Mr. Price doesn't use a voltage regulator on his system, because the batteries—when they're depleted—require a good three days of steady wind to even approach the overcharging point. In fact, he simply uses his appliances as indicators of his storage bank's state of charge: "I can tell by the way the lights bum. If they're too bright, I know I'm getting more than 13 volts instead of my usual 12.5, so I have to shut down the plant. On the other hand, if the batteries are low, the picture on my color TV gets distorted-in the upper right-hand corner, and that tells me it's time to crank the tail out straight again. A few years back, we had a nine-day spell without any appreciable breeze, and the cells were able to handle that, so I'm not too worried about my storage capacity."
Of course, batteries do lose their effectiveness. But Price stresses the importance of maintaining a cost-effective approach to these essential pieces of equipment. He cites as an example an offer that was made to him some time ago: "A fellow had three huge Pullman car batteries that he wanted $3,700 for. Now if I'd invested that amount of money at 10% interest, it would have paid my power bill for quite a few years to come, so those Pullman units weren't a good buy. It's better to get a number of smaller batteries, pay maybe $25 apiece for them, and use them to the bitter end. They might not last as long, but at that price I could afford to replace them."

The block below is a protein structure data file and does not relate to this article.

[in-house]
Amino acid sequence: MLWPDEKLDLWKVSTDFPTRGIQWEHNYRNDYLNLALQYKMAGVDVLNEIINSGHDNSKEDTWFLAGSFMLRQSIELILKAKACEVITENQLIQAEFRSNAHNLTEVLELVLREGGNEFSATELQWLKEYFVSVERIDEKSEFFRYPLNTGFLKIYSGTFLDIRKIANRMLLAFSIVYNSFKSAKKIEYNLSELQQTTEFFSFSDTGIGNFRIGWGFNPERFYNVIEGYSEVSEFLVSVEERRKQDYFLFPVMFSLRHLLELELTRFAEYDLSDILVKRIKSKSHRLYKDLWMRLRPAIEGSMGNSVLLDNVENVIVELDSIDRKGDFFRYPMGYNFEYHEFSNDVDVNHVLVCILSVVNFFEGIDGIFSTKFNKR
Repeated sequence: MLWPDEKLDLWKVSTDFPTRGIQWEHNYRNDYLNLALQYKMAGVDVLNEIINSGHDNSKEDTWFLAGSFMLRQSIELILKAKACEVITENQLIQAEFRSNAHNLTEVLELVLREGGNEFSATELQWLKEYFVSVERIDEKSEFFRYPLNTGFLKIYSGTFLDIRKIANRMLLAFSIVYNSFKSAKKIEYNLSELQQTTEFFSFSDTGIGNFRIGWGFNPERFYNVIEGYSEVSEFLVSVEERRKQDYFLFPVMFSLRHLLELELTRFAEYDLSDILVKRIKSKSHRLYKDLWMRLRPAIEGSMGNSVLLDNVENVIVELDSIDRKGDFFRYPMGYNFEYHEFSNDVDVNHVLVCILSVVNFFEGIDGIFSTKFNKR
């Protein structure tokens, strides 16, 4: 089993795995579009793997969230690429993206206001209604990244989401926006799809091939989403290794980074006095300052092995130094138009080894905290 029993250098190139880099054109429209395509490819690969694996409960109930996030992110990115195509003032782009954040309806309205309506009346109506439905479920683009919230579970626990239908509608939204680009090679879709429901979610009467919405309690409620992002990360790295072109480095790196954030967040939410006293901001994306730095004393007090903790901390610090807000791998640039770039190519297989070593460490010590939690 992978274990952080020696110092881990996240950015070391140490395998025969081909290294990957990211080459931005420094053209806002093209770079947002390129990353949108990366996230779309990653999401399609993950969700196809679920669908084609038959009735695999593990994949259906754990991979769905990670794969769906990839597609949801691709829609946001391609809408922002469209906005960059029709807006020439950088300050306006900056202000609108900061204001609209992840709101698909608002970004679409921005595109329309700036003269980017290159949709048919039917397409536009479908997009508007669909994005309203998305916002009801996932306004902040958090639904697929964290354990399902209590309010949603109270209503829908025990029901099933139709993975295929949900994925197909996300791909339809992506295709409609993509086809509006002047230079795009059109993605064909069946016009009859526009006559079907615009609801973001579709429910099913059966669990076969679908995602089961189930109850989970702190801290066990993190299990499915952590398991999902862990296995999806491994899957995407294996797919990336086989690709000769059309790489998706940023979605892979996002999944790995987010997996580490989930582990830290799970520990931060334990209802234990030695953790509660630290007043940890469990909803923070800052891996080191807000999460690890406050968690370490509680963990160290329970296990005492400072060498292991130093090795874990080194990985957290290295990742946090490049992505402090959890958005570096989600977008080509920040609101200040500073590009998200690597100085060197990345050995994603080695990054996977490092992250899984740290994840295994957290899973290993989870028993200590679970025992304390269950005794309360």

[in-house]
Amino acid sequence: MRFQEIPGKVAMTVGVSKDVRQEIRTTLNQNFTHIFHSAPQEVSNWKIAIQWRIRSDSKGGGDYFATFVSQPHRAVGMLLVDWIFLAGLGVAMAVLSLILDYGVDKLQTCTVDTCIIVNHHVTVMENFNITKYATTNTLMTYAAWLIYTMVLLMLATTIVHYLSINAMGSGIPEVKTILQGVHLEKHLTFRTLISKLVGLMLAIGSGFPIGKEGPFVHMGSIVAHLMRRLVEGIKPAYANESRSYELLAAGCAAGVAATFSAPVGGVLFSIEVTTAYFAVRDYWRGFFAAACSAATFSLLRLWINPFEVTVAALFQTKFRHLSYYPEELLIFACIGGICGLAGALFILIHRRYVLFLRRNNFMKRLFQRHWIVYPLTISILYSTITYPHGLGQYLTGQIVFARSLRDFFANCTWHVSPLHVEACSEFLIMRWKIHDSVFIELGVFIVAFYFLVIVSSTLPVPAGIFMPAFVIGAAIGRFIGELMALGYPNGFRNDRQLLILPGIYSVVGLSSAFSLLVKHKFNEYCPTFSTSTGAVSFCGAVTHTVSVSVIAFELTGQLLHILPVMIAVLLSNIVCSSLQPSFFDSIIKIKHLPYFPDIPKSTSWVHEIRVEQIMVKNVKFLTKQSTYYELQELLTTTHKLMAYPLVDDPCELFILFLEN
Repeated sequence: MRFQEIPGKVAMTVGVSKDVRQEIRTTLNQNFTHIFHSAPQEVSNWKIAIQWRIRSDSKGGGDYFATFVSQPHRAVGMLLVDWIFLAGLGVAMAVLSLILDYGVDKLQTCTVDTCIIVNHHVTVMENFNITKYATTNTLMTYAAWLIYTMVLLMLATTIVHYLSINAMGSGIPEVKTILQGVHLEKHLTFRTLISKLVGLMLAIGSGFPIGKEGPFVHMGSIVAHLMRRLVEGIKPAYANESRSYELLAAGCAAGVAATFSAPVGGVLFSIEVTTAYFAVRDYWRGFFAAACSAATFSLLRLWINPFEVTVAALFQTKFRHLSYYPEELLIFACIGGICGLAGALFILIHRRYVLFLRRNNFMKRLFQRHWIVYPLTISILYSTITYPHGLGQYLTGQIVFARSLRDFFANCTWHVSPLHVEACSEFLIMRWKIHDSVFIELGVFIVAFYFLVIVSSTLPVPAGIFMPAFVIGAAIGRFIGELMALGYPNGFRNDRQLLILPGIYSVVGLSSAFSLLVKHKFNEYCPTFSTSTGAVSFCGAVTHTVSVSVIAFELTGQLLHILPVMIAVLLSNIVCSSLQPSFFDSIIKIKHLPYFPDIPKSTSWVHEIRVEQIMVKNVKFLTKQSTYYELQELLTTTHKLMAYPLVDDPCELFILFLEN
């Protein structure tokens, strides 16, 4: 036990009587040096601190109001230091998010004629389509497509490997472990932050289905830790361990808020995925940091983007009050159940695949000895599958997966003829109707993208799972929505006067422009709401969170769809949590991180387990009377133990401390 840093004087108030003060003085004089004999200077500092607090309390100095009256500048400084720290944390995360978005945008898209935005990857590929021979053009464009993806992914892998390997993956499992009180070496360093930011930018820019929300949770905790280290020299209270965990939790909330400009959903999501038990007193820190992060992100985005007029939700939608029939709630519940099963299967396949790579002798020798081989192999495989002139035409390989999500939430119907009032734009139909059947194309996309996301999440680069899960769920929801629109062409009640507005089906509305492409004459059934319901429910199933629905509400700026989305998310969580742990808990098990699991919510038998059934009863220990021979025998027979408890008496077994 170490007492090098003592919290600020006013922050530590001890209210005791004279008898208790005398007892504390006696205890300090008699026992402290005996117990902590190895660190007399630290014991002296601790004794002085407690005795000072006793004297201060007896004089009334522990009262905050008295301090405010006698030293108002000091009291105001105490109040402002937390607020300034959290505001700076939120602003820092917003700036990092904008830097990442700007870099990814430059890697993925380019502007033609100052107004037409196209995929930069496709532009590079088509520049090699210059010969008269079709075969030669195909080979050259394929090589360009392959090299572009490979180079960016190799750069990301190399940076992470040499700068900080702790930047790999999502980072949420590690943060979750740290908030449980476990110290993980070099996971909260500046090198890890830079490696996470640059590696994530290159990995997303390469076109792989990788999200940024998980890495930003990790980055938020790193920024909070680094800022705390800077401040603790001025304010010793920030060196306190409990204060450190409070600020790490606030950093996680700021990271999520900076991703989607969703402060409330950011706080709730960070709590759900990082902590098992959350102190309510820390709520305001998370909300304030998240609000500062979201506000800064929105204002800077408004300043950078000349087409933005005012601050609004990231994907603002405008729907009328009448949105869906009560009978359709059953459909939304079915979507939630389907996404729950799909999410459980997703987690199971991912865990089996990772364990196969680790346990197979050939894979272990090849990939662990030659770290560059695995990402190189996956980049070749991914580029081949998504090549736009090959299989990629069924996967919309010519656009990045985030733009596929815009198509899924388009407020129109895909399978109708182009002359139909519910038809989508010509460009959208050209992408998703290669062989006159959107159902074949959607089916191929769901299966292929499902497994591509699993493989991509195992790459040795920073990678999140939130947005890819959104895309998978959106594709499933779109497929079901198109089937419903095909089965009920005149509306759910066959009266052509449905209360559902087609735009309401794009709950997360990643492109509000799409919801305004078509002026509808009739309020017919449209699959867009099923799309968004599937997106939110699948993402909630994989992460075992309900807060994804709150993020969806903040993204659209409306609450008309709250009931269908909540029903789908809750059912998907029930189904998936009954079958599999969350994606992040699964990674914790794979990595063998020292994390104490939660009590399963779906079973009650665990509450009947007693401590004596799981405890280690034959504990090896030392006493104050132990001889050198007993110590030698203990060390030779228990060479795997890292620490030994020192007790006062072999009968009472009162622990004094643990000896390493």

A Sound Investment
Has Marshall Price's investment—of both dollars and time—been reasonably rewarded? Interestingly enough, he admits that, at first, his main objective was simply to have one wind-powered light source over his reading chair. Then, as he made improvements in his plant and added more lights, he boosted his storage capacity as well. Eventually, seeing that the generator easily kept abreast of his power usage, he installed the inverter and then tied other appliances into the line. Today, everything in his household is powered by the wind, save for the dishwasher, the washing machine, and the refrigerator . . . and the cost of operating (and enjoying) those induction-motor-equipped conveniences usually doesn't exceed $20 per month.